Libyan forces edge forward against Islamic State holdouts in Sirte

TRIPOLI (Reuters) - Libyan forces resumed their advance on Thursday against Islamic State militants holding out in a few streets in their former stronghold of Sirte, saying they had captured 25 houses and a stash of arms.

Backed by U.S. air strikes, the Libyan brigades have reduced the area held by the jihadists to a small patch of land near Sirte’s Mediterranean seafront after a campaign of more than six months.

Lately, they say, they have been advancing with more caution in the Ghiza Bahriya district to limit casualties among their own fighters and among any hostages and families still held there.

“According to our information there are still civilians including women and children inside,” Mohamed al-Gasri, a spokesman for the brigades, told private TV station Libya’s Channel. “The instructions are not to rush in, in order to limit the damage.”

Several groups of civilians have either escaped or been released in Sirte in recent weeks, including migrants from sub-Saharan Africa who were captured by Islamic State as they tried to make their way toward Europe.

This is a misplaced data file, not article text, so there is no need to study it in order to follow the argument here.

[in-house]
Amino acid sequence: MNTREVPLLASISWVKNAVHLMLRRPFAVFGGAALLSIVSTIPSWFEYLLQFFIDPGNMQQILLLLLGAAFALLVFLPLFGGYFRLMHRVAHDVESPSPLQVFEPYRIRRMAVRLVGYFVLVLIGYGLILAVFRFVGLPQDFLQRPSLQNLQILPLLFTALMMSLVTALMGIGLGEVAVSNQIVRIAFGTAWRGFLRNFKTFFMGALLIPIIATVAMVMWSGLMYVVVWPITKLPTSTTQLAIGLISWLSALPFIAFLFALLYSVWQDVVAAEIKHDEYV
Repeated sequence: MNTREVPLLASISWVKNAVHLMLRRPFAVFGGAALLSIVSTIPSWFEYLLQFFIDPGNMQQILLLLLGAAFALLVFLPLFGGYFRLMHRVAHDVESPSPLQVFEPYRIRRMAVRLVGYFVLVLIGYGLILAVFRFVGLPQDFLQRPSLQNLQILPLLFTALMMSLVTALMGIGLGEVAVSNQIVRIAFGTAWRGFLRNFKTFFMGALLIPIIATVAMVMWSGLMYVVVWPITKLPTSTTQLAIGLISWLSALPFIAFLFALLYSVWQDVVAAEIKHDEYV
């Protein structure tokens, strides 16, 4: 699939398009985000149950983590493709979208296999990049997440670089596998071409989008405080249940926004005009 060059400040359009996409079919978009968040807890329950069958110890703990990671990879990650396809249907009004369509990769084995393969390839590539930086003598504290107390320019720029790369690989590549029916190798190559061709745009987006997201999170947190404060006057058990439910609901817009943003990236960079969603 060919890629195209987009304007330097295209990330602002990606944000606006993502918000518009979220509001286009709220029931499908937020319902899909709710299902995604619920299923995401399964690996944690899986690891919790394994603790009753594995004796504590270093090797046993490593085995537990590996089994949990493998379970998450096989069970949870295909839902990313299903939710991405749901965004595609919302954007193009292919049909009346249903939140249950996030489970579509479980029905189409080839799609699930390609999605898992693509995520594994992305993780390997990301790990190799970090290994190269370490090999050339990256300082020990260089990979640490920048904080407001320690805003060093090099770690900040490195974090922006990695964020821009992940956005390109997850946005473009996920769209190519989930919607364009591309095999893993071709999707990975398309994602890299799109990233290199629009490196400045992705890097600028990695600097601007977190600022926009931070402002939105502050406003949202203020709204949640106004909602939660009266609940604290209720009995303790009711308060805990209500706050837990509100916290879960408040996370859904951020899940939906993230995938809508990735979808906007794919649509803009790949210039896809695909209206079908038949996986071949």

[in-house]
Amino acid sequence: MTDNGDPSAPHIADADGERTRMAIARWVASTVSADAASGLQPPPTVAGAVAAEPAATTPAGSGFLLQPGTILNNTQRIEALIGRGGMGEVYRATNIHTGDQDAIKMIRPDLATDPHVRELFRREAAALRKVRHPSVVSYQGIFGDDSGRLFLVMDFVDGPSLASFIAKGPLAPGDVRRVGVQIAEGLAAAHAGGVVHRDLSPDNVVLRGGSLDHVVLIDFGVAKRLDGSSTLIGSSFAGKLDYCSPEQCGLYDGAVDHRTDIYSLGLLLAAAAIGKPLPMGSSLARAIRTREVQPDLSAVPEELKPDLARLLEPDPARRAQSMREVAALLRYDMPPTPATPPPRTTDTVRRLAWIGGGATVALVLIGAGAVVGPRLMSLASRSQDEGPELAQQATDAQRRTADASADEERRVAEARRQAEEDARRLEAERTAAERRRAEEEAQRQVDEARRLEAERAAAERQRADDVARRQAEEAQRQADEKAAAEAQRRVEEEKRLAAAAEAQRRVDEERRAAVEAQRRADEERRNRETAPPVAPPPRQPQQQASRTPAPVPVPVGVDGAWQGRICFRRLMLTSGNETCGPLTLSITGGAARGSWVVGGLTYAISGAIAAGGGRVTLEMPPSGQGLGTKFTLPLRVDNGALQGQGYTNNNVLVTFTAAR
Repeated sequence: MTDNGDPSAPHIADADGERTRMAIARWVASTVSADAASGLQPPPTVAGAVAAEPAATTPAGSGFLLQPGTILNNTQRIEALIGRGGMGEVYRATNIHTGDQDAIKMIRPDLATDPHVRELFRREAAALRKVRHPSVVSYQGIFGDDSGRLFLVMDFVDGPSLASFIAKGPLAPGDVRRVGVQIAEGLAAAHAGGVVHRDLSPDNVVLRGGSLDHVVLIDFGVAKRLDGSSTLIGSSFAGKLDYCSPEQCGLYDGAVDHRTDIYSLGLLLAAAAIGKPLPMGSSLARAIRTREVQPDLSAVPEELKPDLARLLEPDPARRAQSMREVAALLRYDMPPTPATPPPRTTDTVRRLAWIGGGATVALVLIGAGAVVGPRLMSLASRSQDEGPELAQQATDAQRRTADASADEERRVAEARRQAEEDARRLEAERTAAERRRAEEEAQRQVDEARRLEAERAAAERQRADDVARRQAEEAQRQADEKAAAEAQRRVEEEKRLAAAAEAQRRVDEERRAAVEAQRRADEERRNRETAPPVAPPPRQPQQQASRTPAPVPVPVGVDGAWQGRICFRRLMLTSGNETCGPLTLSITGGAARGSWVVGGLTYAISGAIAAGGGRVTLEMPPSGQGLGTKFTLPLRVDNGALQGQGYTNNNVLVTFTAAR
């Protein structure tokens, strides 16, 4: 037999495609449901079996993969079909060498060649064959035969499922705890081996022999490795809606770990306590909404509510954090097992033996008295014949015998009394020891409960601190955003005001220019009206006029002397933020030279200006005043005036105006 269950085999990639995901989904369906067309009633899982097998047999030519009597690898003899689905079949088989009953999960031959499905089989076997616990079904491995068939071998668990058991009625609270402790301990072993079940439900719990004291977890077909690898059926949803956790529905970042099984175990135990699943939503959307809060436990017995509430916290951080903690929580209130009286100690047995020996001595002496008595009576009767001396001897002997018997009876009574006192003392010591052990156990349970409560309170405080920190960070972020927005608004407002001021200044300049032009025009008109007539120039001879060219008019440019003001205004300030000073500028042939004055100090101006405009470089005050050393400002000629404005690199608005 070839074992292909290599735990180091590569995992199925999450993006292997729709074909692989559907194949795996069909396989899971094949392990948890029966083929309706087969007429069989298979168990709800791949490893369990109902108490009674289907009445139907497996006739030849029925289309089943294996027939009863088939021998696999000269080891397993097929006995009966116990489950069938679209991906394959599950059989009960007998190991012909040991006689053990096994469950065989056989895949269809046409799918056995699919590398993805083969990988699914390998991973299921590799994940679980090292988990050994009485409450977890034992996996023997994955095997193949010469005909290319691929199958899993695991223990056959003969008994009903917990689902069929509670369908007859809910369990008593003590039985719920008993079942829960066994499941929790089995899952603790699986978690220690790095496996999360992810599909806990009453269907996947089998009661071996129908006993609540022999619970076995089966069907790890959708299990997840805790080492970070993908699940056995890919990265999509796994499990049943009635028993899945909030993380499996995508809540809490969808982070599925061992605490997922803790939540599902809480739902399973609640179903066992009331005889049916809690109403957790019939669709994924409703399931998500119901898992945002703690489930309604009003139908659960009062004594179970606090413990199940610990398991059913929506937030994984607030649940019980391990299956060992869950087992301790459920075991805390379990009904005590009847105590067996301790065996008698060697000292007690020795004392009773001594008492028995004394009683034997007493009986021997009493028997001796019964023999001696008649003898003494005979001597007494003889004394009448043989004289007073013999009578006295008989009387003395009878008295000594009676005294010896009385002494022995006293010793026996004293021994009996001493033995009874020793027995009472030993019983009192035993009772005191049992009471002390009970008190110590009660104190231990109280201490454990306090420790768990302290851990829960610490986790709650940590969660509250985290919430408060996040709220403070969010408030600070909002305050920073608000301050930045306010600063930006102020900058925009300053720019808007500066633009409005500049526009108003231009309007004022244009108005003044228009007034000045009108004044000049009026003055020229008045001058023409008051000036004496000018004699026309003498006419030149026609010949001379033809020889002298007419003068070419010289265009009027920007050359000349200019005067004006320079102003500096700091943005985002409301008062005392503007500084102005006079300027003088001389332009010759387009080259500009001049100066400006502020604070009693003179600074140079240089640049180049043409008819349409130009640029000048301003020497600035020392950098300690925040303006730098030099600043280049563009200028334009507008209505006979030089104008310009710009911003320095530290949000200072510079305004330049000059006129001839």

It is not clear how many militants or civilians remain. Earlier this week Libyan forces said they had counted the bodies of several dozen slain Islamic State fighters.

The Libyan forces are led by brigades from the western city of Misrata and loosely aligned with a U.N.-backed government in Tripoli. They have faced fierce resistance from Islamic State snipers as well as suicide bombs and hidden explosives, losing more than 670 of their men since their campaign began in May.

Rida Issa, another spokesman for the brigades, said they had recovered a 106 mm anti-tank gun and a store of ammunition during Thursday’s advance. One of the Misrata-led forces had been killed and three wounded, he said. He said perhaps 70 houses remained under Islamic State control.

As of Tuesday, the United States had carried out 420 air strikes in Sirte since Aug. 1, according to U.S. Africa Command.

Reporting by Aidan Lewis and Ahmed Elumami; editing by Mark Heinrich